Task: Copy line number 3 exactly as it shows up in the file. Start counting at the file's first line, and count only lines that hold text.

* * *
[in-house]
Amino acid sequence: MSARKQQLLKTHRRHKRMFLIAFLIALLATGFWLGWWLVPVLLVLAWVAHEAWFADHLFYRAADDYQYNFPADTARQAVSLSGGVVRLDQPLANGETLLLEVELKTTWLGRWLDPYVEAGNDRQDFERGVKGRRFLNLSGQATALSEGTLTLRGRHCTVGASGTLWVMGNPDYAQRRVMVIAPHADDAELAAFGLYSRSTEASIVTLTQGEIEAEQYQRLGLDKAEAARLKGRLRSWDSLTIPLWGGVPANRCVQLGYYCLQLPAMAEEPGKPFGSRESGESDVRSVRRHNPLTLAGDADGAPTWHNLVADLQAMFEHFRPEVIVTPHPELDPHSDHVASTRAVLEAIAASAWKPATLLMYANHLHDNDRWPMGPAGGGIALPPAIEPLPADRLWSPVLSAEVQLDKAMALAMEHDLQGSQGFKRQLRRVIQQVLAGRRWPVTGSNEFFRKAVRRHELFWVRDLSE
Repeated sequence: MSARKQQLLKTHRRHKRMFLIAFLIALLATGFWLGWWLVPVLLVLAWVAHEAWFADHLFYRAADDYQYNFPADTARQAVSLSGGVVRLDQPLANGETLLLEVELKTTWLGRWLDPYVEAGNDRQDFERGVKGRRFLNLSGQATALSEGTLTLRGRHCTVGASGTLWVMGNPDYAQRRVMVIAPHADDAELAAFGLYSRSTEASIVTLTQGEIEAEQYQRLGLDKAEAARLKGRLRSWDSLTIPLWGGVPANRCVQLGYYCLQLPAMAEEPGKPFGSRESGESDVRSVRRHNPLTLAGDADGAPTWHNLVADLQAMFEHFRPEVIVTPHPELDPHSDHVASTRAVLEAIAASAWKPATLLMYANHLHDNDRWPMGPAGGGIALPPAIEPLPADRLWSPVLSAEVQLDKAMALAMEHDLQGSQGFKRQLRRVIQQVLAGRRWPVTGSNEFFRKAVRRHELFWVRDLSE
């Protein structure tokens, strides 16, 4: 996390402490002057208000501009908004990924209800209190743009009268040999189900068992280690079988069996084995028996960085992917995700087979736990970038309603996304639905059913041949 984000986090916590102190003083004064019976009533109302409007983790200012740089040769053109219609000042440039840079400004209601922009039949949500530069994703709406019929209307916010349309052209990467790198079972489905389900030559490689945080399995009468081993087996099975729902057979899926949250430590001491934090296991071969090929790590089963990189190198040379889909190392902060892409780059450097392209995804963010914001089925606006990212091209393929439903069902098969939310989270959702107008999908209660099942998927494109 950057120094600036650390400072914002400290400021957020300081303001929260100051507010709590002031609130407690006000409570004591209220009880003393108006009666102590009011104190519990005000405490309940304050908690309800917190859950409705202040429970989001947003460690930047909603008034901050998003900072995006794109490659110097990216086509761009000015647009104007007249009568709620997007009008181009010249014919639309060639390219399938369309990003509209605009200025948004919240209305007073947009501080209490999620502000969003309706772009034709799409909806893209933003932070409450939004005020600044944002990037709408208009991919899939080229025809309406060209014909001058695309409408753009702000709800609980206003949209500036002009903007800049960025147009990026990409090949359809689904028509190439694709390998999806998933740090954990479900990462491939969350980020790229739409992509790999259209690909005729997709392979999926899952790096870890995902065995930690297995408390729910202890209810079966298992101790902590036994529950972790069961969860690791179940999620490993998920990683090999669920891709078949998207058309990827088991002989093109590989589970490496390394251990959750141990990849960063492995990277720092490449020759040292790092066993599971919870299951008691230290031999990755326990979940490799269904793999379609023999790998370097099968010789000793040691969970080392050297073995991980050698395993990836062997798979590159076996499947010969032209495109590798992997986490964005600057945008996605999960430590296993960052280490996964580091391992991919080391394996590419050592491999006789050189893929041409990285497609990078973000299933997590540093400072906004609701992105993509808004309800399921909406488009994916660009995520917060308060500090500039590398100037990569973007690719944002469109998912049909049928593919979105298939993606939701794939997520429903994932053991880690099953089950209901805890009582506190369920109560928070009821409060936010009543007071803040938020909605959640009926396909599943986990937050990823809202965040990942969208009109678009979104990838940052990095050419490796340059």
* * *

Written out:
Repeated sequence: MSARKQQLLKTHRRHKRMFLIAFLIALLATGFWLGWWLVPVLLVLAWVAHEAWFADHLFYRAADDYQYNFPADTARQAVSLSGGVVRLDQPLANGETLLLEVELKTTWLGRWLDPYVEAGNDRQDFERGVKGRRFLNLSGQATALSEGTLTLRGRHCTVGASGTLWVMGNPDYAQRRVMVIAPHADDAELAAFGLYSRSTEASIVTLTQGEIEAEQYQRLGLDKAEAARLKGRLRSWDSLTIPLWGGVPANRCVQLGYYCLQLPAMAEEPGKPFGSRESGESDVRSVRRHNPLTLAGDADGAPTWHNLVADLQAMFEHFRPEVIVTPHPELDPHSDHVASTRAVLEAIAASAWKPATLLMYANHLHDNDRWPMGPAGGGIALPPAIEPLPADRLWSPVLSAEVQLDKAMALAMEHDLQGSQGFKRQLRRVIQQVLAGRRWPVTGSNEFFRKAVRRHELFWVRDLSE